And—no surprise here, I suppose—somewhere along the line, I just plain fell in love with Buddy Holly.
Here’s the first installment of my Buddy Holly reading spree.
Eleven Days by Donald Harstad
The debut in a heck-of-a-good mystery series set in— don’t run away, now— Iowa. I’m here to tell you these two things: First, Iowa can be darn interesting when you get past your preconceptions. (Sort of interesting, anyway. Yes, I’m from there, so I have to say that— but I also have a whole new appreciation for Iowa-ness now that I’m in exile. : ) Isn’t it strange how that happens? But really, Iowa has all kinds of hidden virtues, and I’ve seen it surprise and delight non-Iowans many a time. So give Iowa a chance, people!) And, second, this mystery is just plain excellent. Carl Houseman is a deputy sheriff in eastern Iowa, and he’s faced with a strange new situation: a satanic cult has taken hold in the area, and all hell’s broken loose. (bad pun, intended) Houseman is a bit of an anomaly— a fictional police detective who is happily married. I just have to like it. Author Harstad himself worked as a deputy sheriff in northeastern Iowa (Clayton County, for those who appreciate such details), so he knows his stuff inside and out. And, happily for us, the man can write. If you’re a fan of Craig Johnson, you’re apt to like Donald Harstad, too. I sure do.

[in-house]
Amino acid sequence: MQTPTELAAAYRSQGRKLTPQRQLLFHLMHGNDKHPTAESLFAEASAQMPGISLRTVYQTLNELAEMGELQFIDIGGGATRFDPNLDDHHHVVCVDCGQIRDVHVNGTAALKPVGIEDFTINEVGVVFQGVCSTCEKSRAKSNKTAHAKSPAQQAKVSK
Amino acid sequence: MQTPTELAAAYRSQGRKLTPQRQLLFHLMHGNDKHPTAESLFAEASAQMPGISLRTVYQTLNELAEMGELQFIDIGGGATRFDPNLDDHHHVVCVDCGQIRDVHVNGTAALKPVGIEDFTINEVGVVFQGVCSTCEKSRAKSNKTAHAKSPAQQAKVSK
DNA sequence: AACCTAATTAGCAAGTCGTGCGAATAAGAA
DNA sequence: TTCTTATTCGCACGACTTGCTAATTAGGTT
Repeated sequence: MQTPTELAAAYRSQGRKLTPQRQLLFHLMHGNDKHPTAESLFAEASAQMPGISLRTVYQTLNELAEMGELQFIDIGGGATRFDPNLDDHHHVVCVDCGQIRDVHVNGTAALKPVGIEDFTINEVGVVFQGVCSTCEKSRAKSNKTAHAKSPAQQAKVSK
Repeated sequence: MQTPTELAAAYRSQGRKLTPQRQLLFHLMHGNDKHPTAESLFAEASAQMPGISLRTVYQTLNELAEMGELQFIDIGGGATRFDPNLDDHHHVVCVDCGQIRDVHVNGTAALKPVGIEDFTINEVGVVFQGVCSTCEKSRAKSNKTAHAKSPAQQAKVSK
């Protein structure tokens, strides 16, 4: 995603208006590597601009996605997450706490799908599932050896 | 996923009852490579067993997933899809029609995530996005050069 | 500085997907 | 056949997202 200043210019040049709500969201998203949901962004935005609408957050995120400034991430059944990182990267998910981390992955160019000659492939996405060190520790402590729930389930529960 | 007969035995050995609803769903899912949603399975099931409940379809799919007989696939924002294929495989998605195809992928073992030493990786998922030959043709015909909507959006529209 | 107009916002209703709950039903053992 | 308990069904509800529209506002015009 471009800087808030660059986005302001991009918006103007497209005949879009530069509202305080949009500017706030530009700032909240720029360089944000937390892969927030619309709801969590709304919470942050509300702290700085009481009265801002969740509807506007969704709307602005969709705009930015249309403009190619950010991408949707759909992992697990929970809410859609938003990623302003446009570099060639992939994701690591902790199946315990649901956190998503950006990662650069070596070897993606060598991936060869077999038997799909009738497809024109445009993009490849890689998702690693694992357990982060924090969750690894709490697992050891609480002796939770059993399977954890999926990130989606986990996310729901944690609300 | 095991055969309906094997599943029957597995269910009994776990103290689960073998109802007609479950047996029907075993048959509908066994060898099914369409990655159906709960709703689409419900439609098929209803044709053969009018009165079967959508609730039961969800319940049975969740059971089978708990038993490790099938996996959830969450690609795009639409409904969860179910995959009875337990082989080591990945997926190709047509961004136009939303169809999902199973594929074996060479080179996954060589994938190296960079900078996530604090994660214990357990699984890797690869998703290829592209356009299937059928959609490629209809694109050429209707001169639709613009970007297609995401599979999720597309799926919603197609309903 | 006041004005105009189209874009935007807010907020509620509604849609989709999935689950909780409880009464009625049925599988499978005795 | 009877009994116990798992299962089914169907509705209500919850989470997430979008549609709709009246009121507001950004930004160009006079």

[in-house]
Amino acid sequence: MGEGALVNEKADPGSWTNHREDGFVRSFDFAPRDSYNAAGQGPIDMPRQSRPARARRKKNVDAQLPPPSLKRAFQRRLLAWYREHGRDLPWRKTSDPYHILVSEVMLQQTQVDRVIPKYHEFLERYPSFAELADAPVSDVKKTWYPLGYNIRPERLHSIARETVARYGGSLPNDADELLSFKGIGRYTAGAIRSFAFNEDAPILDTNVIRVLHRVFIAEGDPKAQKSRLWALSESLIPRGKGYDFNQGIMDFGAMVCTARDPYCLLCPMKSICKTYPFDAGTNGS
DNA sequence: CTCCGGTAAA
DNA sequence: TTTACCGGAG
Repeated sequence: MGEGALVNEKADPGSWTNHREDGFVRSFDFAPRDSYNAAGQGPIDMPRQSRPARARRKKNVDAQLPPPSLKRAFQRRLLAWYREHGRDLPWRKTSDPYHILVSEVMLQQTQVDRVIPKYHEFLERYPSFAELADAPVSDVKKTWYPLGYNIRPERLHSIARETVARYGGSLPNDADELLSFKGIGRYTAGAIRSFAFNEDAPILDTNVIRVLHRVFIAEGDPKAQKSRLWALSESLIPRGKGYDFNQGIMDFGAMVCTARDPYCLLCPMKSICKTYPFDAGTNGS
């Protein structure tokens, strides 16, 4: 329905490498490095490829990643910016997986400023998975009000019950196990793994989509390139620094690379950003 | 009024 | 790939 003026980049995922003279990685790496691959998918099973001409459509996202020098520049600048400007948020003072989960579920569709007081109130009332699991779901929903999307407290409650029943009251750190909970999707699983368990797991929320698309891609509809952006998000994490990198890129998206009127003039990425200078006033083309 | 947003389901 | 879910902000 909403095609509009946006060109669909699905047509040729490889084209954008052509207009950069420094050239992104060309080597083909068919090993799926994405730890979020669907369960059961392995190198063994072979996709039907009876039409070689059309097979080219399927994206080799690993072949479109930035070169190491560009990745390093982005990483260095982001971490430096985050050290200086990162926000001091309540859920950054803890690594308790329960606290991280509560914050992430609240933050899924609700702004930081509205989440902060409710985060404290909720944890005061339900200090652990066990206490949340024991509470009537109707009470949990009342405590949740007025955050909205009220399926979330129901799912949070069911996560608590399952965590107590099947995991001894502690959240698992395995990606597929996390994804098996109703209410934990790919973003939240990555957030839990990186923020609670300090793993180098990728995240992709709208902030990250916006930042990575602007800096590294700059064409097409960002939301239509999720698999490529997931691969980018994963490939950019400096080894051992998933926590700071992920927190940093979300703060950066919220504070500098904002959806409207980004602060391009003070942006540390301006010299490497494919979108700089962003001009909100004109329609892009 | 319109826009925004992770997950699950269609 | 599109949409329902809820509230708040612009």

Gilead by Marilynne Robinson
There are certain books that are best listened to, and for me, this is one of them. I started reading the novel twice, convinced I would love the book (it was set in Iowa and had a Civil War connection) – but I could not get past the first few pages. Finally, in desperation, I checked out the audiobook. Bingo. Narrator Tim Jerome made the story come to life. The story is told by John Ames, an elderly Iowa minister in the 1950s, who is writing to his young son, to tell him the family stories he would have told him if he were to live to see his son grow to adulthood. He tells the story of his abolitionist grandfather, his own courtship of his much younger wife, his efforts to preach sermons that convey truth, and his struggle to control his jealousy of a younger man who appears to be stealing the affections of his wife and son. This book is filled with longing and pain and hope – and with tremendous love.
Hugh Sidey’s Profiles of the Presidents: From FDR to Clinton with Time Magazine’s Veteran White House Correspondent by Hugh Sidey
I love the presidents. I think they’re fascinating, and I never tire of reading presidential biographies. This great compilation by journalist Hugh Sidey is an appreciation of the presidents, written in lovely prose by a fellow who could truly evoke the sense of who these men really were, as national leaders and as human beings. The book is filled with photos that capture moments of each man’s presidency, and the thing I like best about the photos is that often they capture the small moments: LBJ holding his dog on his lap while they both howl (joyously, it seems), and Ford laughing with his daughter before a reception. Hugh Sidey was one of a kind. And… he was an Iowan.